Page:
CullmanTimes.com - Cullman, Alabama

National News

April 4, 2013

INTERNATIONAL: High-profile rapes threaten India tourism business

MUMBAI, India — A fatal gang rape in New Delhi didn’t deter Germans Carolina De Paolo and Canan Wahner from traveling to India for a six-week tour. The attack was awful, but there is crime everywhere, they figured, and they’d take precautions.

Then a man sidled up to Wahner on a train to Goa and ran his hand up her leg a few weeks into the trip. On another train, a different man grabbed De Paolo’s breasts from behind.

“I wanted to scream and do something, but he ran away,” De Paolo said. She never reported the crime, deciding there would be no point. The two women, both 22, say there were times they didn’t feel safe, but they insist they still would come to India again.

That separates them from many tourists, who are choosing not to come at all.

Violence against women, and the huge publicity generated by recent attacks here, is threatening India’s $17.7 billion tourism industry. A new study shows tourism has plunged, especially among women, since a 23-year-old Indian student was raped on a New Delhi bus and later died from her injuries — a case that garnered worldwide publicity. The government denies any fall off in tourism.

Concerns only grew after the reported gang rape of a Swiss woman in central India last month and after a British woman jumped out of her hotel room window fearing the manager was trying to break into her room to sexually assault her. That incident happened in Agra, home to the Taj Mahal, one of India’s chief tourist attractions.

Merchants say India is being unfairly singled out, but perception is everything in the tourist business. And businesses catering to tourists are already suffering.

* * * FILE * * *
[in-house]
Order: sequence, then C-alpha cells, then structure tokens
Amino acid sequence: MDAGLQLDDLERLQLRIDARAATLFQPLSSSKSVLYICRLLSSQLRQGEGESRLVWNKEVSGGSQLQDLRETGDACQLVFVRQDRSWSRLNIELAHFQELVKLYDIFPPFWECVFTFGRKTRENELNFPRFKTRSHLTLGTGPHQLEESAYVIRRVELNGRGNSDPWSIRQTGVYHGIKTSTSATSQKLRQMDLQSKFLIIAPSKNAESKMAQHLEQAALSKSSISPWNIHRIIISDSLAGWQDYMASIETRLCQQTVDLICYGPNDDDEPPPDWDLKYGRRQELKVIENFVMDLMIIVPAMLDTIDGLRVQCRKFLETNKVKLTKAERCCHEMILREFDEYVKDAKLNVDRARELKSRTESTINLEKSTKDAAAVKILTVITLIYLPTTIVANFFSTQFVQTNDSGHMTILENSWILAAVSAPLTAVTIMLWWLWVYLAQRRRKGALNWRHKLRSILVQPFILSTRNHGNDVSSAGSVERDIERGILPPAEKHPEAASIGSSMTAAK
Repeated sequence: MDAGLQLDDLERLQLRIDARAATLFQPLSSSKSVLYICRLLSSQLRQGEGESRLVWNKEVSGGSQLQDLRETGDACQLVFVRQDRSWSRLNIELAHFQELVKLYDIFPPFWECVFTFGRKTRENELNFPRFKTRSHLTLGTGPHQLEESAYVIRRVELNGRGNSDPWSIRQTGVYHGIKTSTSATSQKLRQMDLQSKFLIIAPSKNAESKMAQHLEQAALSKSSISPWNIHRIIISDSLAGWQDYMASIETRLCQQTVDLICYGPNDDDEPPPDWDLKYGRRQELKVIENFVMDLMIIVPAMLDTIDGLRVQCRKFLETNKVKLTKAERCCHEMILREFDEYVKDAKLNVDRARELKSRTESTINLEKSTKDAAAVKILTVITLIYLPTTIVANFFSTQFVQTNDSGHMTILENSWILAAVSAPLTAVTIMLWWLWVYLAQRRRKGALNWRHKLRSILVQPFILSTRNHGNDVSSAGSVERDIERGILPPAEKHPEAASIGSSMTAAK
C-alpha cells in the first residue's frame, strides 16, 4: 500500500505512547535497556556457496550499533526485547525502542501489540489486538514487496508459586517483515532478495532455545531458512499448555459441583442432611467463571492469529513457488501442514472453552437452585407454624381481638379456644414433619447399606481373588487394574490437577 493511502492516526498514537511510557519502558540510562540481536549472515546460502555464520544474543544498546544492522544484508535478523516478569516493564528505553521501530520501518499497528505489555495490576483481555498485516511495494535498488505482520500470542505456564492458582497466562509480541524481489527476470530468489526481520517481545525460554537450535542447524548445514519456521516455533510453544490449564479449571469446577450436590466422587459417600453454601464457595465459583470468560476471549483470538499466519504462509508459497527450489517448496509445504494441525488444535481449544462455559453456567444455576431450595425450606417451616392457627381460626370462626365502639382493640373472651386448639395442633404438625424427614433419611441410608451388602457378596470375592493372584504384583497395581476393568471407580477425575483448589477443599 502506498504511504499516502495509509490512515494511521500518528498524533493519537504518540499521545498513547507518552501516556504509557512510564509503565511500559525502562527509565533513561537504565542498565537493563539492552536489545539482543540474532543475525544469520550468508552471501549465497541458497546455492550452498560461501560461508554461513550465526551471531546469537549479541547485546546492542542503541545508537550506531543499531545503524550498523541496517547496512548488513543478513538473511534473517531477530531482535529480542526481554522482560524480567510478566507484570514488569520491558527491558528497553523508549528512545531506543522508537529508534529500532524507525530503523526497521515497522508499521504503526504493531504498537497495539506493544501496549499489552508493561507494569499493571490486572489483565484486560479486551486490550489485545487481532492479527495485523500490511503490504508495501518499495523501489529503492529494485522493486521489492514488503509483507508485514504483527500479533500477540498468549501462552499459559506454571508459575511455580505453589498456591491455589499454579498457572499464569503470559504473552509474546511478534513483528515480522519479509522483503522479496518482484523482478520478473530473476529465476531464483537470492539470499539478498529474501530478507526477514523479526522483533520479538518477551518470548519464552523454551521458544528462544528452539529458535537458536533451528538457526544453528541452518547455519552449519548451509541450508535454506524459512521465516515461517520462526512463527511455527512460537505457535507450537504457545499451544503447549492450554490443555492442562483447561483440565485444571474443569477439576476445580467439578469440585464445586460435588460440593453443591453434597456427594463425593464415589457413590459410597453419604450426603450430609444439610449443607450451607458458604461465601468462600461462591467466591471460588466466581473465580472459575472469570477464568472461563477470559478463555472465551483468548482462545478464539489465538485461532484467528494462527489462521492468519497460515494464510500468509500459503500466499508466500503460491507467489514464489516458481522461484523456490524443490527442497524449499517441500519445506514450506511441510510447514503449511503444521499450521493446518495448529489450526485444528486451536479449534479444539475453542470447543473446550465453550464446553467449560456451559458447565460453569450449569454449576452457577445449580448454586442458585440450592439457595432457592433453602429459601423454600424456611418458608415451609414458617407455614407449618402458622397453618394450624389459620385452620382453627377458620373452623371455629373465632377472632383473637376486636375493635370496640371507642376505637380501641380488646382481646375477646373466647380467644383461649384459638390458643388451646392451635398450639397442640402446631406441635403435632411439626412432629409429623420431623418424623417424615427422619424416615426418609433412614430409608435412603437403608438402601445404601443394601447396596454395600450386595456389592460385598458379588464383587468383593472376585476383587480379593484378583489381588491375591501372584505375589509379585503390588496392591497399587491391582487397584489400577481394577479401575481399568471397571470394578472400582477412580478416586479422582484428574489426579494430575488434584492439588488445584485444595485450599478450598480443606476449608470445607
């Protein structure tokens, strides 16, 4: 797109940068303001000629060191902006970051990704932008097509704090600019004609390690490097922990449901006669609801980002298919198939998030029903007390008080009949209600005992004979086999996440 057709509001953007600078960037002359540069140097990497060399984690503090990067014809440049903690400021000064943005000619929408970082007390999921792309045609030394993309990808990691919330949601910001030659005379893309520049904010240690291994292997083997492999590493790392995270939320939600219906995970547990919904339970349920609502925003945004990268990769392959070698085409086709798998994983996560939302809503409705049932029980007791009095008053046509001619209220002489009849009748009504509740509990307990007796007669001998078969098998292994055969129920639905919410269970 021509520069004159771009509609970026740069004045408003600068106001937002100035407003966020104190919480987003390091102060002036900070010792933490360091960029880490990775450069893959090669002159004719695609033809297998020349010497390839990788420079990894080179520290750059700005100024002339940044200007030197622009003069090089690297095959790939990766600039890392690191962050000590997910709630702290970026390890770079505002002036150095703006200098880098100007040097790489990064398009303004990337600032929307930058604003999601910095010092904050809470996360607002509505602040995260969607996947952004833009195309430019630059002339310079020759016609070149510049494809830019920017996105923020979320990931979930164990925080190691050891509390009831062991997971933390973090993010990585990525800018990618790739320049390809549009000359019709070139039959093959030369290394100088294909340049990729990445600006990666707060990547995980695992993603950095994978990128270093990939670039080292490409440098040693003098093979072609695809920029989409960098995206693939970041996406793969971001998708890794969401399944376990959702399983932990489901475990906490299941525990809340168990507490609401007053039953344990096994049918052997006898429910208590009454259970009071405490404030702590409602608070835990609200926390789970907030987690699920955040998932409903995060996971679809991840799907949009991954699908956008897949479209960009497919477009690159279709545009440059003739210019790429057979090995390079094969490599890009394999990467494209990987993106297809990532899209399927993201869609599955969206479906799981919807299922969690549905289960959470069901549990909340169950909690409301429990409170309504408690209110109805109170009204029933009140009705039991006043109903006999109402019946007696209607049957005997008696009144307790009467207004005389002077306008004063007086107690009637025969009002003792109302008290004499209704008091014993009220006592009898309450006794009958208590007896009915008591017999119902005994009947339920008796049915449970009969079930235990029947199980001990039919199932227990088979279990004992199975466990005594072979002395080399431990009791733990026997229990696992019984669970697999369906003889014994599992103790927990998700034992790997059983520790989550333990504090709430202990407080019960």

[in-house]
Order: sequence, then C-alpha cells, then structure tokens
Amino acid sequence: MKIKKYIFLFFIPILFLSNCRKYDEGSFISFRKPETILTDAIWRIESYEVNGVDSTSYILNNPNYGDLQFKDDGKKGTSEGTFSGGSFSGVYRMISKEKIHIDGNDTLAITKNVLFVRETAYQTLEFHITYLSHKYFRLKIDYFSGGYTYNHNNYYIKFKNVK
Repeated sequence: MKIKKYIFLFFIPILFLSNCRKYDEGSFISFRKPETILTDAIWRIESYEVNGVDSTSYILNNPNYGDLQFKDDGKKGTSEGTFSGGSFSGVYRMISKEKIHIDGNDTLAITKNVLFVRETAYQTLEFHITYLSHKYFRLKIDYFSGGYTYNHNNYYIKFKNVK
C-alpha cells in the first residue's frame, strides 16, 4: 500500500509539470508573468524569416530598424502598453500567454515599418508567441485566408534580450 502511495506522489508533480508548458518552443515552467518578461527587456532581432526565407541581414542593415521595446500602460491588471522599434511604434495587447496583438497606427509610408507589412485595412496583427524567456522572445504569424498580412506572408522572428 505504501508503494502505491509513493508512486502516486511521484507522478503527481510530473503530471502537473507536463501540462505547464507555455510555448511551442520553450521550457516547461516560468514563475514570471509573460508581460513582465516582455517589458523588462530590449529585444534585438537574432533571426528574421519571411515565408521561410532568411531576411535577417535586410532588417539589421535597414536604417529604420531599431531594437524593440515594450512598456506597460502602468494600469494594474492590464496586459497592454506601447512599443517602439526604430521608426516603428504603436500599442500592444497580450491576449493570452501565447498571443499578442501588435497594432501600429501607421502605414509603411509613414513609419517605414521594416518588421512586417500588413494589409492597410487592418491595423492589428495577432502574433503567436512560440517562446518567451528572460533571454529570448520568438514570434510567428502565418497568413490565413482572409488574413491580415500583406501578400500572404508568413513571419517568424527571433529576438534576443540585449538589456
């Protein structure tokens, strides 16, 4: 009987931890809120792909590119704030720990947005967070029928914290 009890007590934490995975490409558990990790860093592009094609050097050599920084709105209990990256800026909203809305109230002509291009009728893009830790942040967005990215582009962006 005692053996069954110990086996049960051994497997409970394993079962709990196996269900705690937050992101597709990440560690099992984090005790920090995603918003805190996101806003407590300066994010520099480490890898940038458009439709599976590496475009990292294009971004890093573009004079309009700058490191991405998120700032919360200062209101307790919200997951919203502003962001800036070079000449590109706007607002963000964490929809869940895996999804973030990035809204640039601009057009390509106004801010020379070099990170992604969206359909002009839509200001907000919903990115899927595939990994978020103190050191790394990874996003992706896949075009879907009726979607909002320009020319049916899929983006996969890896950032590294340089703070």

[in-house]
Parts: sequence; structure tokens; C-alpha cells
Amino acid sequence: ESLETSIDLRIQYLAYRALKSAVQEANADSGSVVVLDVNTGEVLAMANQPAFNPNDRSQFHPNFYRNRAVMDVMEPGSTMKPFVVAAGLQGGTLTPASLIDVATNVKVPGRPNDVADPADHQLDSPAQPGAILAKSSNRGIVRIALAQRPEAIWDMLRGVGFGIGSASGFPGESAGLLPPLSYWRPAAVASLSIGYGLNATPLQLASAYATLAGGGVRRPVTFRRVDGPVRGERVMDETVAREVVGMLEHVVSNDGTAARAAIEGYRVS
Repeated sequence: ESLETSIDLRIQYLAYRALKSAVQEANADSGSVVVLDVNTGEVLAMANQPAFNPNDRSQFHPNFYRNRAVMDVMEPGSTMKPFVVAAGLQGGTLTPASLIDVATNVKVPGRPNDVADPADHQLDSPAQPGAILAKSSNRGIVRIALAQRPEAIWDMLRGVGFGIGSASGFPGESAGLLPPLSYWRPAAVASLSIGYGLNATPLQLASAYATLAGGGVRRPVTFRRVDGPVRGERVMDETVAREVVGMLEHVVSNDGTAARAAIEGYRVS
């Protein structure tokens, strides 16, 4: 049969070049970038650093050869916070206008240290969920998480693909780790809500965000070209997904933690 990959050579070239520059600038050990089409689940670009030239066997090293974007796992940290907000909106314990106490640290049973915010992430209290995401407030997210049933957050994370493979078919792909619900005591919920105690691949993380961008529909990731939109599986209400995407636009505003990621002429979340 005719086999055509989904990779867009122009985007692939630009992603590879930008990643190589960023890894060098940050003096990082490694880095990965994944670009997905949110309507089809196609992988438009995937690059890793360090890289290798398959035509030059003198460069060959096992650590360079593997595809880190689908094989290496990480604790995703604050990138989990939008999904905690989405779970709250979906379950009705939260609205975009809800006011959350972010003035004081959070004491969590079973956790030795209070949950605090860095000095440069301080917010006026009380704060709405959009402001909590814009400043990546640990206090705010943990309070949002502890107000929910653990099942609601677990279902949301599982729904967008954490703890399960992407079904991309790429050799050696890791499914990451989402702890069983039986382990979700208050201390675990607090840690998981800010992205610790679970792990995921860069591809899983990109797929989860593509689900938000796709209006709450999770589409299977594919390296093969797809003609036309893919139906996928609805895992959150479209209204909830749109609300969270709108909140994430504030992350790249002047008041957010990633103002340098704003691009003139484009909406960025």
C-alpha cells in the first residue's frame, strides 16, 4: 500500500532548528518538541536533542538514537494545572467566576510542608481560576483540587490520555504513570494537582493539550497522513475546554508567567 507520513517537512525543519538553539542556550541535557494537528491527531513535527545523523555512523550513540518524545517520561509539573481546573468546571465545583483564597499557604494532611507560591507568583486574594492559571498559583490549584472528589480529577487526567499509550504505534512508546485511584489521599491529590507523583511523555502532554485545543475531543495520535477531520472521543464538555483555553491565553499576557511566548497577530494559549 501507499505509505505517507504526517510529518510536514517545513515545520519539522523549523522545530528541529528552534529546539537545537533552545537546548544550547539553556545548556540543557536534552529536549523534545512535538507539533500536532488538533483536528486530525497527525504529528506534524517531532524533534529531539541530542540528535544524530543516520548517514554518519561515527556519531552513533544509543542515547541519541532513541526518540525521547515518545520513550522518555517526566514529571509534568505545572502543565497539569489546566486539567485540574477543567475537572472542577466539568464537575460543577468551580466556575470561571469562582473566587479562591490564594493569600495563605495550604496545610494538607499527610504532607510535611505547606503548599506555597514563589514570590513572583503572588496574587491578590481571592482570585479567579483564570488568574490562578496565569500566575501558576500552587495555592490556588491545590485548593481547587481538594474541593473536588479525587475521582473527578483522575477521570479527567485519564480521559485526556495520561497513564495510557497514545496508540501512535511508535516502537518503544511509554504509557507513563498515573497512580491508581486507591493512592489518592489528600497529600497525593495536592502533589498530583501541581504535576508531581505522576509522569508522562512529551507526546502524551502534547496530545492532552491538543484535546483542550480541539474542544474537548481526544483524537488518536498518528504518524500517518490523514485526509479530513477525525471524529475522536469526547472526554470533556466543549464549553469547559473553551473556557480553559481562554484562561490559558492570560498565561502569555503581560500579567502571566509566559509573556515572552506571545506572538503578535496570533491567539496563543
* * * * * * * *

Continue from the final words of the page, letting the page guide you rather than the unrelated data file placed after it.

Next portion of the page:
Foreign tourist arrivals have dropped 25 percent since the December gang rape in New Delhi, and the number of female travelers fell by 35 percent, according to the study by the New Delhi-based Associated Chambers of Commerce and Industry. The study, which surveyed 1,200 tour operators across the country, indicated that “concerns about the safety of female travelers” have changed tourists’ plans. Instead, they are going to countries perceived to be safer, including Thailand, Vietnam and the Philippines.

Tourism Minister K. Chiranjeevi disputed the survey Wednesday, saying that foreign tourist arrivals into India in January and February grew by 2.1 percent.

But Mehraj Shora says it is hard to see that as business dries up in his Mumbai carpet shop.

“Every day it’s getting worse,” Shora laments. “Tourists are coming, but not like before.”

In good times, Shora used to sell two or three Kashmiri carpets a day to foreign visitors at prices starting at $300. Now, days might go by without a single rug sold. He estimates sales are down 50 percent and says the rape cases have added to the strain of a stalling economy.

He blames the international media for hyping recent cases when crimes occur in any country. “Actually, India is quite safe. In some ways it’s safer than other places.”

Still, just as the New Delhi gang rape sparked a national outcry over the mistreatment of women, the attacks on female tourists have highlighted what has long been known: Women traveling in India, especially alone, frequently face unwanted advances from men.

Crimes against female tourists happen everywhere. Thailand has, for instance, seen at least three rapes of foreign tourists this year. In the Philippines, a local man was arrested in January on charges of raping a 23-year-old British woman on the resort island of Boracay. Over the weekend in Brazil, an American woman was gang raped and beaten aboard a public minibus she had boarded in Rio de Janeiro. Still, in India it is particularly easy to find stories from foreign women who, like some Indian women, have been harassed, followed or fondled.

Italian model Ginevra Leggeri, 21, says she had no warning when a man groped her from behind while she was walking with a friend in Mumbai, where she came to work a few months ago.

“I was completely covered and we were just walking, and this man touched me, and I started screaming and I slapped him,” she said.

Her friend and co-worker Amy Manson, 19, quickly pointed out that a pair of Indian men on a passing motorbike saw the incident and stopped to confront the attacker.

“An Indian guy grabbed her, but then two other Indian guys came and helped us,” Manson said. “So it’s like a 50-50 situation.”

But she hesitates when asked if she would recommend a friend visit, and she agrees India’s tourist business will be damaged if it doesn’t take action to protect women. Last month, the government passed new, more stringent, laws against sexual violence.